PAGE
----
Olivia Wilde has managed to put her body, mind and soul into her Broadway debut in the new stage adaptation of George Orwell’s novel, “1984.”
During previews of the play, which officially opens on June 22, she broke her tailbone and split her lip.
Talk about acting “chops.”
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Her co-star, British actor Tom Sturridge, has been injured, too.
“I broke his nose, but it was in retaliation because he broke my coccyx, which I didn’t even know I had,” Wilde told Savannah Guthrie on “The Today Show” Thursday.
“It’s your tailbone. It’s from when we used to have a tail apparently.”
Wilde, who is engaged to Jason Sudeikis, walked the red carpet at the annual Big Slick fundraiser last summer in Kansas City while she was pregnant with the couple’s second child, Daisy, who is now 8 months old.
She’s been to past Big Slick outings but will miss this year’s events next weekend because of the play, which Wilde describes as “intense.”
She’s not exaggerating. Guthrie pointed out that four audience members have fainted during previews that feature strobe and smoke effects at Broadway’s newly renovated Hudson Theatre.
“We’re doing everything necessary to tell the story right, and it’s an intense story,” Wilde told Guthrie.
“Heavy times call for heavy stuff. It involves a lot of multimedia; there’s a whole video portion — shooting video that is simulcast onto the stage. So I’m running from the stage back to a little set that has cameras on it back to the stage. There’s a lot of light and sound work. That’s really immersive. It’s a different kind of experience. It’s not just like watching a play — it’s kind of like going on a really scary ride.”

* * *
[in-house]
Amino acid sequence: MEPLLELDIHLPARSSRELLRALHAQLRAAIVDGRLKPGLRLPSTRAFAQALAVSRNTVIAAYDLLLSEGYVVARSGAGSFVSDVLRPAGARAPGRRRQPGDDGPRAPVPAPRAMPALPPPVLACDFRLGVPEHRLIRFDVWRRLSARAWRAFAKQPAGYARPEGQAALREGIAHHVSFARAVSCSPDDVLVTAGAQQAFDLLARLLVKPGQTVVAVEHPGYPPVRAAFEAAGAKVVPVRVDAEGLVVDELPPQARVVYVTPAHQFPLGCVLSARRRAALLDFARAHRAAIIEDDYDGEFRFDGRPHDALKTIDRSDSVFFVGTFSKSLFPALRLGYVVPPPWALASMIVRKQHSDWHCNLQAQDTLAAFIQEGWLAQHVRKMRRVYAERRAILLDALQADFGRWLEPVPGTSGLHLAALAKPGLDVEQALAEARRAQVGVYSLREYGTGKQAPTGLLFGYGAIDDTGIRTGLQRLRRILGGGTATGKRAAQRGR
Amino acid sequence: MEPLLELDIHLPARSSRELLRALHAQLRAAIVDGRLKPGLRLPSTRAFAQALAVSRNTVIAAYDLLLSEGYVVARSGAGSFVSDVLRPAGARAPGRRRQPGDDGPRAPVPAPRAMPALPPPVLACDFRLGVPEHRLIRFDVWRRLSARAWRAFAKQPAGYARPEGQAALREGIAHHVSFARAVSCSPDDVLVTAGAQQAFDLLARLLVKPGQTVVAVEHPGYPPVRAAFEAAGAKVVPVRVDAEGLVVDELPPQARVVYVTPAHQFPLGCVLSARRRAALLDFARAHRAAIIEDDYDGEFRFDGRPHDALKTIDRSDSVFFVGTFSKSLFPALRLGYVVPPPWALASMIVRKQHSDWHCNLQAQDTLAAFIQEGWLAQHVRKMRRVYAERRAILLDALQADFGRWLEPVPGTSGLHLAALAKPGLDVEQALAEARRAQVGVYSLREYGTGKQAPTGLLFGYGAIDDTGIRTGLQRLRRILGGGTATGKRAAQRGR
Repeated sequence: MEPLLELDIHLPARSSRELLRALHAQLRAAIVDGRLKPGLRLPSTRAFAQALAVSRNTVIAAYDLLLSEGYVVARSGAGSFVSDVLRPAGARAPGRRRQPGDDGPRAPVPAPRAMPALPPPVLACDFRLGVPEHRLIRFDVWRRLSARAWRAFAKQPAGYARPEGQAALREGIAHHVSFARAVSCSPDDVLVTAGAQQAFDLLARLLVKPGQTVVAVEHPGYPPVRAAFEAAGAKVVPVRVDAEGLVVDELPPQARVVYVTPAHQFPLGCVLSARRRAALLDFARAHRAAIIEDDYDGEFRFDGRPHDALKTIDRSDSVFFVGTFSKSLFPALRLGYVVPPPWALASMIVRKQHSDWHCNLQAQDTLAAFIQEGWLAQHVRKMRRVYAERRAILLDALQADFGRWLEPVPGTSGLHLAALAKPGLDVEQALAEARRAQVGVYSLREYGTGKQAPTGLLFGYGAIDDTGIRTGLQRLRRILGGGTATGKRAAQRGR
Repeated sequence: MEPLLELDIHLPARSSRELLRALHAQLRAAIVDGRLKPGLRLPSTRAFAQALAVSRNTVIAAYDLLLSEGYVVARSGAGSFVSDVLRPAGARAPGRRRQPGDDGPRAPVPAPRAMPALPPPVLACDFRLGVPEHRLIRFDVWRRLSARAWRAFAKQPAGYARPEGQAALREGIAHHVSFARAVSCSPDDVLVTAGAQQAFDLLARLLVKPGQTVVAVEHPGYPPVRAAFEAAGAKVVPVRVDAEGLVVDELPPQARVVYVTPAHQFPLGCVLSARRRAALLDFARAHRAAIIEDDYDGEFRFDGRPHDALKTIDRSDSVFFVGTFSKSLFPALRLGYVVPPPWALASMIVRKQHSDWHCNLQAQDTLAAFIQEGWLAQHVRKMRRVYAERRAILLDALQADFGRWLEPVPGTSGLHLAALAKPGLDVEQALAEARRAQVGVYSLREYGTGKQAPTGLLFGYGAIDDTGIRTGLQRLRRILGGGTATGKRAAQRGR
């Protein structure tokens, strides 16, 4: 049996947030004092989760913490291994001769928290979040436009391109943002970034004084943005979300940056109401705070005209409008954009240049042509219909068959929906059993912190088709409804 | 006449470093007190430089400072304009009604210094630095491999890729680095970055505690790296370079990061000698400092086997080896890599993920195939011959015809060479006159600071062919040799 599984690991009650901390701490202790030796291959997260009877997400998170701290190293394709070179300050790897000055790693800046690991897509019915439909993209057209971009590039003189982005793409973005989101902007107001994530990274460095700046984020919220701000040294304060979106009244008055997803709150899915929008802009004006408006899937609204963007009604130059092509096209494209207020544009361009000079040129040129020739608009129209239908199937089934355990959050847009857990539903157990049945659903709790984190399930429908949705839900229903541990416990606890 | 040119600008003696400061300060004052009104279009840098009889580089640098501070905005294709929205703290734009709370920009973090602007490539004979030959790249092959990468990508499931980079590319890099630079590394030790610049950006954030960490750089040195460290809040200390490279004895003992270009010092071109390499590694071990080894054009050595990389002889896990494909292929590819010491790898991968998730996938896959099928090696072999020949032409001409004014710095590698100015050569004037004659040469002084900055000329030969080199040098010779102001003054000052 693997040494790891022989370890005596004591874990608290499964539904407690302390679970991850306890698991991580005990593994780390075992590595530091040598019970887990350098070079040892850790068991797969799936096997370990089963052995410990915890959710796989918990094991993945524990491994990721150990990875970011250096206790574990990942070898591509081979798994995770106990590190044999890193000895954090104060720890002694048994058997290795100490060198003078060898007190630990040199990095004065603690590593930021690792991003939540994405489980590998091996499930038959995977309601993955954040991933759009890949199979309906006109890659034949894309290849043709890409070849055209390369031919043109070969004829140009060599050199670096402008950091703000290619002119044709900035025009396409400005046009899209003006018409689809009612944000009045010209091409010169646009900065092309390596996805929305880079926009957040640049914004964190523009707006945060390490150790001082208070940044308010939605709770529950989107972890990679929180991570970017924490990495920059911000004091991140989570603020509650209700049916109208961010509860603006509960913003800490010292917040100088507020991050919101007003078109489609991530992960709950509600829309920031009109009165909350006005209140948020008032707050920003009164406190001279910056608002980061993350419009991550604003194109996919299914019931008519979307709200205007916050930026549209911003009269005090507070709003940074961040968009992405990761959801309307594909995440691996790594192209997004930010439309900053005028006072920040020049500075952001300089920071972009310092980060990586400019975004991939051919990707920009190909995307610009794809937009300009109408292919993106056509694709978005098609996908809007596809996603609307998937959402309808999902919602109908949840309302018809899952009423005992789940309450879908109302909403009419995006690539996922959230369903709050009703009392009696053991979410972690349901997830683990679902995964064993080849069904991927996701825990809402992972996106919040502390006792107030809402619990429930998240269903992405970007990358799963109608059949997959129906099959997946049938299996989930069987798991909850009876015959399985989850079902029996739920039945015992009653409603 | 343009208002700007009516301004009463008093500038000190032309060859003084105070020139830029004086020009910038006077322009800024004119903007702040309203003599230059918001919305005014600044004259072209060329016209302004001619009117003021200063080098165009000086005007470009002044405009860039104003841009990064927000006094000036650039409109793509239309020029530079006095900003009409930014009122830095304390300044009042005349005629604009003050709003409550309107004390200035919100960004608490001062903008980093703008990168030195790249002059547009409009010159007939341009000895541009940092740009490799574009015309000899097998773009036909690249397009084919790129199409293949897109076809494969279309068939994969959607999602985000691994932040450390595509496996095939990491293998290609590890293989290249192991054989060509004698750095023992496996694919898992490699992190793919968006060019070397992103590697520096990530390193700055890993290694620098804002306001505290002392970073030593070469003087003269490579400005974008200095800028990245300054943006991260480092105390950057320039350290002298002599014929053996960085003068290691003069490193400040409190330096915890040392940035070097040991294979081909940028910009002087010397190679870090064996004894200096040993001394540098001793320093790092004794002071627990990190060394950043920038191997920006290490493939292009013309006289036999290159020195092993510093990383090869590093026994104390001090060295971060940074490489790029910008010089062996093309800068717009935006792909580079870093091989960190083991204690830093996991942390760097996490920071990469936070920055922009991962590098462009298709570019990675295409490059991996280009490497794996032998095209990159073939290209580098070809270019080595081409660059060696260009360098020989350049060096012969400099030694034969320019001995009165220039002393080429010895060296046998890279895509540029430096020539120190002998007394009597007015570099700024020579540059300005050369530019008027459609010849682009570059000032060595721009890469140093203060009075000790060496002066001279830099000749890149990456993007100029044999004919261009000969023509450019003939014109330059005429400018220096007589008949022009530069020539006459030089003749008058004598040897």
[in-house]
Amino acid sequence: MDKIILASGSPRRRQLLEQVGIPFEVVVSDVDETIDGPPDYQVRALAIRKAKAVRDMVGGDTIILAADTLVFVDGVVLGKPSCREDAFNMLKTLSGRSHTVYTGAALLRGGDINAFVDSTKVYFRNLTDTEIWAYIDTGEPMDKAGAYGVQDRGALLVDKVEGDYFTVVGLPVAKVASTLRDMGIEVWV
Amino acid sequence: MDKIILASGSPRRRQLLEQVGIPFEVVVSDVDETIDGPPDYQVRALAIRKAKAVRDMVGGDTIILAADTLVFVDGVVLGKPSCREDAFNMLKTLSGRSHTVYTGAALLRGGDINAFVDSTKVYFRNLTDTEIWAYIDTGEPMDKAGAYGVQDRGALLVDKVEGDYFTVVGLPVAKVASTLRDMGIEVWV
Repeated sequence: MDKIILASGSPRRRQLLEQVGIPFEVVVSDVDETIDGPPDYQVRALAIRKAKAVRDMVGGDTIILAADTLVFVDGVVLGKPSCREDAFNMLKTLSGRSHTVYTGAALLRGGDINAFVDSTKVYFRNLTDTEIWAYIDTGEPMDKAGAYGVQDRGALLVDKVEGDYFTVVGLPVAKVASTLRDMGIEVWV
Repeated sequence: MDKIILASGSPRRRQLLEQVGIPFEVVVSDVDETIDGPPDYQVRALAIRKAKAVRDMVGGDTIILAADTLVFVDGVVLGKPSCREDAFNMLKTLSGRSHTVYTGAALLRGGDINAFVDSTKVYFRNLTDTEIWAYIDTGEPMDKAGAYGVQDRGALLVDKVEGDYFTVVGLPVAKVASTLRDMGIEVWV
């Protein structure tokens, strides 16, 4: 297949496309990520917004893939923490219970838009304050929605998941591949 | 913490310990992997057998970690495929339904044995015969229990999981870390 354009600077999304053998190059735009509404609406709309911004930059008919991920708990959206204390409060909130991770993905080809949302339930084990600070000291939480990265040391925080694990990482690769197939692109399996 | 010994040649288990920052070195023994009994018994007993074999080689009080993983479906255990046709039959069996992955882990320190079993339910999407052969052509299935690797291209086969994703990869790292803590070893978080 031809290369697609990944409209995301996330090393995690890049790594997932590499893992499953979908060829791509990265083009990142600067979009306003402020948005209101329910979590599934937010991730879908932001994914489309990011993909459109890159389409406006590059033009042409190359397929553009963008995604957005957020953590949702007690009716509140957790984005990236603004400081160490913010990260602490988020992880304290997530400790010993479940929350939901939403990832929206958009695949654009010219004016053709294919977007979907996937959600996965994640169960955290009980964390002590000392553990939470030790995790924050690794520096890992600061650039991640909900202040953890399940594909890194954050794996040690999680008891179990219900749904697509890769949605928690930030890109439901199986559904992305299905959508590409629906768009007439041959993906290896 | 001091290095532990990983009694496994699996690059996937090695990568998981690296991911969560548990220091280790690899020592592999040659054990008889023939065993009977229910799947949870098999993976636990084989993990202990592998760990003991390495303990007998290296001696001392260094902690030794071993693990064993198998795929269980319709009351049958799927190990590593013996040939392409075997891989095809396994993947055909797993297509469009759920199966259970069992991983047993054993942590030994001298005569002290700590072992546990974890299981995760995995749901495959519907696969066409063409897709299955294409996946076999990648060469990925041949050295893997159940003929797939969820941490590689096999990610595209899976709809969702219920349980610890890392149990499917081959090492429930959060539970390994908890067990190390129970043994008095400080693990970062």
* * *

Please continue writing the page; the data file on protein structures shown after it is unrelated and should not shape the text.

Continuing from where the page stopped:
Wilde plays main character Julia alongside Sturridge and “House of Cards” star Reed Birney in this staging of Orwell’s dystopian novel about a society where critical thought is suppressed by a totalitarian regime led by Big Brother.
The book has enjoyed renewed interest under America’s new president.
In January it rose to the top of Amazon’s best-seller list in the United States, prompting publisher Penguin USA to print tens of thousands more copies, according to The New York Times.
Sales soared within days of presidential adviser Kellyanne Conway using the term “alternative facts” during an interview on “Meet the Press” about the disputed size of the inauguration crowd.
Earlier this week Wilde spoke passionately on “The Late Show With Stephen Colbert” about the parallels between what Orwell projected in a novel published in 1949 and what is happening in America today.
Though this is her first time on a Broadway stage, she told Colbert she doesn’t get nervous because the work is so important.
“I think it’s because I just love this play so much, and I feel it’s so important to tell this story, so I think all my jitters are consumed by this sense of purpose,” she said.
“I really feel like we’re out there saying something that needs to be said. … What our play is about is that the truth matters. It’s provocative, it’s subversive, it’s exciting.”